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Claytonia virginica 2 Radnor Lake.jpg
Claytonia virginica
Scientific classification e
Kingdom: Plantae
Clade: Tracheophytes
Clade: Angiosperms
Clade: Eudicots
Order: Caryophyllales
Family: Montiaceae
Genus: Claytonia
Flowers of Claytonia virginica

Claytonia (spring beauty) is a genus of flowering plants native to North America, Central America, and Asia.[1] The genus was formerly included in Portulacaceae[1] but is now classified in the family Montiaceae,[2] primarily native to the mountain chains of Asia and North America, with a couple of species extending south to Guatemala in Central America, and northwest to Kazakhstan, Mongolia, and Russia in eastern Asia.

The genus Claytonia was moved in 2009 from the purslane family (Portulacaceae) with adoption of the APG IV system, which recognised the family Montiaceae. A number of the species were formerly treated in the related genus Montia. A comprehensive scientific study of Claytonia was published in 2006.[3]

Claytonia perfoliata, the species for which the term miner's lettuce was coined, is distributed throughout the Mountain West of North America in moist soils and prefers areas that have been recently disturbed.

The genus Claytonia is named after John Clayton (botanist, died 1773), who collected specimens of various plants in North America and distributed them to botanists in Europe.[4]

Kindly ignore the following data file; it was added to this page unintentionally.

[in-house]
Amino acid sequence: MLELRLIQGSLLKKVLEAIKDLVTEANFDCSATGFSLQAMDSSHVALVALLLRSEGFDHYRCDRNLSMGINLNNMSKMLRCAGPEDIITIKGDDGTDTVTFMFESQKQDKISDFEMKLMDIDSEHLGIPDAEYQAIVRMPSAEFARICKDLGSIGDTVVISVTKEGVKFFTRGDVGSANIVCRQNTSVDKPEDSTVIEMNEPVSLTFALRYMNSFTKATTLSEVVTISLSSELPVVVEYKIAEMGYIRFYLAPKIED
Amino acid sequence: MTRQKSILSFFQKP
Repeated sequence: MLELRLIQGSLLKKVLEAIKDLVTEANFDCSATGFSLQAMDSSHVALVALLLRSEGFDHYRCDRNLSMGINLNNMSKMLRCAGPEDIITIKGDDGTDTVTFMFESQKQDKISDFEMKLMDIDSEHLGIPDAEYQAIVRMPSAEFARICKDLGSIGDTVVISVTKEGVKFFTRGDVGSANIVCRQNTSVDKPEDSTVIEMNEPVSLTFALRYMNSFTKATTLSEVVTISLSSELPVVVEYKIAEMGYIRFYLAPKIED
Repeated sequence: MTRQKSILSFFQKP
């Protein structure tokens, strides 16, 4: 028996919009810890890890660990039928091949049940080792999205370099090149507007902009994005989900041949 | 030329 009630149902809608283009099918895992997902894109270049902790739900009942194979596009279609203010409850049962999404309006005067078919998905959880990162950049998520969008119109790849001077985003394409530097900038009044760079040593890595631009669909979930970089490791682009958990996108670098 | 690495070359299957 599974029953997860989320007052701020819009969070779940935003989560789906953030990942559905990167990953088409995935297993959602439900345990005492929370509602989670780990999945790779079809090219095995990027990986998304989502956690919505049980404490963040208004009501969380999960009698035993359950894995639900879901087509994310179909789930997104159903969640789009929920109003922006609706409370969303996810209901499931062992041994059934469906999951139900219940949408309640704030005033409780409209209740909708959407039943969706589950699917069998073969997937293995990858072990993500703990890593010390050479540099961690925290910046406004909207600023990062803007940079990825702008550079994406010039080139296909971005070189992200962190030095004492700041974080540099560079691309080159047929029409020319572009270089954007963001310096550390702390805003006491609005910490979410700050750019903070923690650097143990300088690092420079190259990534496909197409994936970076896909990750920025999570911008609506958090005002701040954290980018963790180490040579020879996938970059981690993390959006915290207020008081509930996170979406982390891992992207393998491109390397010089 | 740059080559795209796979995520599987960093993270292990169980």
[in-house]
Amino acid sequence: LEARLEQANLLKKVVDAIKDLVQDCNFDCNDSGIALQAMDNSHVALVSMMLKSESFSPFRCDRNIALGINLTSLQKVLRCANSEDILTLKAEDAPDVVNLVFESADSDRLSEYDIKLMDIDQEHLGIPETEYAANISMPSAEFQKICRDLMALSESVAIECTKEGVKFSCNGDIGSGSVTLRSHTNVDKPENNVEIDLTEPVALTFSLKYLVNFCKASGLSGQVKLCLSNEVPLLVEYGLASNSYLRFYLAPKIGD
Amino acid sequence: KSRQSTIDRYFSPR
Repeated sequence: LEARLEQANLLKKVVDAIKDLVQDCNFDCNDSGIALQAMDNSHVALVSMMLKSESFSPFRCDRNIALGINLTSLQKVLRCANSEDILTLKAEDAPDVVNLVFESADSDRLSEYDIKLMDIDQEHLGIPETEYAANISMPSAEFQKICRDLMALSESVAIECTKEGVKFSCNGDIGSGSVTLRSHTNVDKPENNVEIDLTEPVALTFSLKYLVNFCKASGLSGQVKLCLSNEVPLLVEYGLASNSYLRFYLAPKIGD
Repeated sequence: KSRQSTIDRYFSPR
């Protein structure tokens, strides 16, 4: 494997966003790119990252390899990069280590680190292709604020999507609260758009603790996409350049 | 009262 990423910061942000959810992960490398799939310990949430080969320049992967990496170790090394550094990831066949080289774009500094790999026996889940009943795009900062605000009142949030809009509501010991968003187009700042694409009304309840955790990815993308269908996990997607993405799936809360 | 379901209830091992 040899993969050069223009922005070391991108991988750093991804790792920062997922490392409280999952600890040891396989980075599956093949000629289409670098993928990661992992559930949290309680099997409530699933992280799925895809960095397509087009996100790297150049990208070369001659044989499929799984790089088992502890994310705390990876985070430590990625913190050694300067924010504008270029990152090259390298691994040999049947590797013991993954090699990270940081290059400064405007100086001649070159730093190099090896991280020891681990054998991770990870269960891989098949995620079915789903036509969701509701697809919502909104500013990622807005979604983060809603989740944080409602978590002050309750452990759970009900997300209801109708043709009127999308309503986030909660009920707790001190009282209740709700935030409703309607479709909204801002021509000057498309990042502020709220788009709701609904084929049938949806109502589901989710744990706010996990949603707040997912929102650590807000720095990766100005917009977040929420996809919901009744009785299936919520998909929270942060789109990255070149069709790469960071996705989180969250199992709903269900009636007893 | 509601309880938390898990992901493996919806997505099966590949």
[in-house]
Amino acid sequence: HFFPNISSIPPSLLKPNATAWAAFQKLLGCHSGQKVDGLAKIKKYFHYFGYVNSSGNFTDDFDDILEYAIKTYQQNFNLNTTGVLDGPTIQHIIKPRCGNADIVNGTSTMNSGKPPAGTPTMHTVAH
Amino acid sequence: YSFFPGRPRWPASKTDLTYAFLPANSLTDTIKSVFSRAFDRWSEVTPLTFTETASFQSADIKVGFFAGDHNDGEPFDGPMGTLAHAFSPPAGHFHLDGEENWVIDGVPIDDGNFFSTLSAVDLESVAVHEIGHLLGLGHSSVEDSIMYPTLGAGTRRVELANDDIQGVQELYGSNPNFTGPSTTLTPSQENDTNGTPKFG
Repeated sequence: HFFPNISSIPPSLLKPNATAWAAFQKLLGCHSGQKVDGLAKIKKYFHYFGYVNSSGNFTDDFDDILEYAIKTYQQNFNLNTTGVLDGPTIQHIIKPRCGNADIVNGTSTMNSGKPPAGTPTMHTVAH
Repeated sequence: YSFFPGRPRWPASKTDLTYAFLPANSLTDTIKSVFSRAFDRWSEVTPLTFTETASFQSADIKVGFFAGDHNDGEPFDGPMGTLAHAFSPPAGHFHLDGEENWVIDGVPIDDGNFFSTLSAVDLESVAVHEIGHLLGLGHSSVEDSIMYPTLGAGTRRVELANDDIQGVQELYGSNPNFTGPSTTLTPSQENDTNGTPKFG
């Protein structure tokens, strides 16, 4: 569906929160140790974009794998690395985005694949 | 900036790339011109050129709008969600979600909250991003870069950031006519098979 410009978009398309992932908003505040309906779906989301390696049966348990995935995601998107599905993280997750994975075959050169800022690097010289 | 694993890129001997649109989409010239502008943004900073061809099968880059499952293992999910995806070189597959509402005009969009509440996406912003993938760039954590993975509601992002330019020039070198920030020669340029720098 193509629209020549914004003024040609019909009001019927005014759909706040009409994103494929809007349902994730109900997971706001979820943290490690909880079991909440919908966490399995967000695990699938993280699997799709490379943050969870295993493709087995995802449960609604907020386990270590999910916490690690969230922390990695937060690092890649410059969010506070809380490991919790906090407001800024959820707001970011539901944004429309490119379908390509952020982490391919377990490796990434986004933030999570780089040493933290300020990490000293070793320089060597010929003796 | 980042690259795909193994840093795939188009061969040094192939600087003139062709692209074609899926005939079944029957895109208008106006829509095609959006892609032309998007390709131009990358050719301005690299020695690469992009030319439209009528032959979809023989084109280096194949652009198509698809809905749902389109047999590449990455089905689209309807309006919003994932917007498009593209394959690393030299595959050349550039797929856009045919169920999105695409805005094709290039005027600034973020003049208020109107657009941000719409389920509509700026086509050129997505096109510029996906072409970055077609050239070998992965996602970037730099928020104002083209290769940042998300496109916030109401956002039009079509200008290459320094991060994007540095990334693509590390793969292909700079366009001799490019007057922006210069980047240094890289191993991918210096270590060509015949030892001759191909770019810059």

As of January 2019, Kew's Plants of the World Online lists 33 accepted species:[2]


The leaves of the spring beauty are rich in vitamins and can be eaten raw or cooked. The roots are in the form of tubers which can be eaten like potatoes.[5]


  1. ^ a b Flora North America
  2. ^ a b "Claytonia L." Plants of the World Online. Royal Botanical Gardens Kew. Retrieved 11 January 2019.
  3. ^ Miller, J. M. and K. L. Chambers. 2006. Systematics of Claytonia (Portulacaceae). Systematic Botany Monographs 78: 1-234. ISBN 0-912861-78-9
  4. ^ Information page John Clayton herbarium at Natural History Museum, London UK. It reports that the genus name Claytonia was originated by Johan Frederik Gronovius (died 1762) in recognition that Gronovius had received the relevant specimens from John Clayton (died 1773).
  5. ^ Angier, Bradford (1974). Field Guide to Edible Wild Plants. Harrisburg, PA: Stackpole Books. p. 212. ISBN 0-8117-0616-8. OCLC 799792.

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